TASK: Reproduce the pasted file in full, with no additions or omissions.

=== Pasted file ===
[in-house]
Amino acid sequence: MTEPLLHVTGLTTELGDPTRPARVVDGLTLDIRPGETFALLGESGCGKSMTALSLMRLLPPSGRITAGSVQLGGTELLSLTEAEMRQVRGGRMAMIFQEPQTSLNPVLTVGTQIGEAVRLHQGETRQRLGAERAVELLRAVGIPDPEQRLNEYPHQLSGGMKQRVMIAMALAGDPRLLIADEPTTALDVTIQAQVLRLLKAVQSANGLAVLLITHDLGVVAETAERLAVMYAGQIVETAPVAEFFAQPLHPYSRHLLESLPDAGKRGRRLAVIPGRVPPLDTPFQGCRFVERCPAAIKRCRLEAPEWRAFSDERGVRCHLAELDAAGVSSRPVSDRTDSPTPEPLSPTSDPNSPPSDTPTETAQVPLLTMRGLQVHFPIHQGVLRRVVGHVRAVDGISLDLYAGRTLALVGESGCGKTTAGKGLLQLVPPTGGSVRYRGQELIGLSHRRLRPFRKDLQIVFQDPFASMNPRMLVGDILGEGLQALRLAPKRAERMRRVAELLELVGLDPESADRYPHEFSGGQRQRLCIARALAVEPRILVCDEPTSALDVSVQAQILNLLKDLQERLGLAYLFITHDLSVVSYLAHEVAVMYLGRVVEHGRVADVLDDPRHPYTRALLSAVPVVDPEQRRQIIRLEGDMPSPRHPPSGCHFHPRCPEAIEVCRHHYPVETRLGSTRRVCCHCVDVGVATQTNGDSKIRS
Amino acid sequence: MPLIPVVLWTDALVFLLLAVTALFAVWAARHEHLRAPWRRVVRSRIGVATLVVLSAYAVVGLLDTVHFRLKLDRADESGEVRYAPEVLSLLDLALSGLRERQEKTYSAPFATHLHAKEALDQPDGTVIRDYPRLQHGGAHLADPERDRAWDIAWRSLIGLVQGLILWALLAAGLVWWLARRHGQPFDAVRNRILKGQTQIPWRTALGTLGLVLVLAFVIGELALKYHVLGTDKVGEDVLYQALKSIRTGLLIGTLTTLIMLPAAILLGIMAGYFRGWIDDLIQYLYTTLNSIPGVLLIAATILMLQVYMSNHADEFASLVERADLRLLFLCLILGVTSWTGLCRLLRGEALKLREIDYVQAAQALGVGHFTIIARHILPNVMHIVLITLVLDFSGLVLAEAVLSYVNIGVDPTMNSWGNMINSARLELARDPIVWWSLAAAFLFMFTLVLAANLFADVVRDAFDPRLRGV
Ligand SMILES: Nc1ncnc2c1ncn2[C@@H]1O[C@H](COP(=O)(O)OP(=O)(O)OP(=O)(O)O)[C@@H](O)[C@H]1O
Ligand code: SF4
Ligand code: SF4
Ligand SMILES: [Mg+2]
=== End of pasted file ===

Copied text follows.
[in-house]
Amino acid sequence: MTEPLLHVTGLTTELGDPTRPARVVDGLTLDIRPGETFALLGESGCGKSMTALSLMRLLPPSGRITAGSVQLGGTELLSLTEAEMRQVRGGRMAMIFQEPQTSLNPVLTVGTQIGEAVRLHQGETRQRLGAERAVELLRAVGIPDPEQRLNEYPHQLSGGMKQRVMIAMALAGDPRLLIADEPTTALDVTIQAQVLRLLKAVQSANGLAVLLITHDLGVVAETAERLAVMYAGQIVETAPVAEFFAQPLHPYSRHLLESLPDAGKRGRRLAVIPGRVPPLDTPFQGCRFVERCPAAIKRCRLEAPEWRAFSDERGVRCHLAELDAAGVSSRPVSDRTDSPTPEPLSPTSDPNSPPSDTPTETAQVPLLTMRGLQVHFPIHQGVLRRVVGHVRAVDGISLDLYAGRTLALVGESGCGKTTAGKGLLQLVPPTGGSVRYRGQELIGLSHRRLRPFRKDLQIVFQDPFASMNPRMLVGDILGEGLQALRLAPKRAERMRRVAELLELVGLDPESADRYPHEFSGGQRQRLCIARALAVEPRILVCDEPTSALDVSVQAQILNLLKDLQERLGLAYLFITHDLSVVSYLAHEVAVMYLGRVVEHGRVADVLDDPRHPYTRALLSAVPVVDPEQRRQIIRLEGDMPSPRHPPSGCHFHPRCPEAIEVCRHHYPVETRLGSTRRVCCHCVDVGVATQTNGDSKIRS
Amino acid sequence: MPLIPVVLWTDALVFLLLAVTALFAVWAARHEHLRAPWRRVVRSRIGVATLVVLSAYAVVGLLDTVHFRLKLDRADESGEVRYAPEVLSLLDLALSGLRERQEKTYSAPFATHLHAKEALDQPDGTVIRDYPRLQHGGAHLADPERDRAWDIAWRSLIGLVQGLILWALLAAGLVWWLARRHGQPFDAVRNRILKGQTQIPWRTALGTLGLVLVLAFVIGELALKYHVLGTDKVGEDVLYQALKSIRTGLLIGTLTTLIMLPAAILLGIMAGYFRGWIDDLIQYLYTTLNSIPGVLLIAATILMLQVYMSNHADEFASLVERADLRLLFLCLILGVTSWTGLCRLLRGEALKLREIDYVQAAQALGVGHFTIIARHILPNVMHIVLITLVLDFSGLVLAEAVLSYVNIGVDPTMNSWGNMINSARLELARDPIVWWSLAAAFLFMFTLVLAANLFADVVRDAFDPRLRGV
Ligand SMILES: Nc1ncnc2c1ncn2[C@@H]1O[C@H](COP(=O)(O)OP(=O)(O)OP(=O)(O)O)[C@@H](O)[C@H]1O
Ligand code: SF4
Ligand code: SF4
Ligand SMILES: [Mg+2]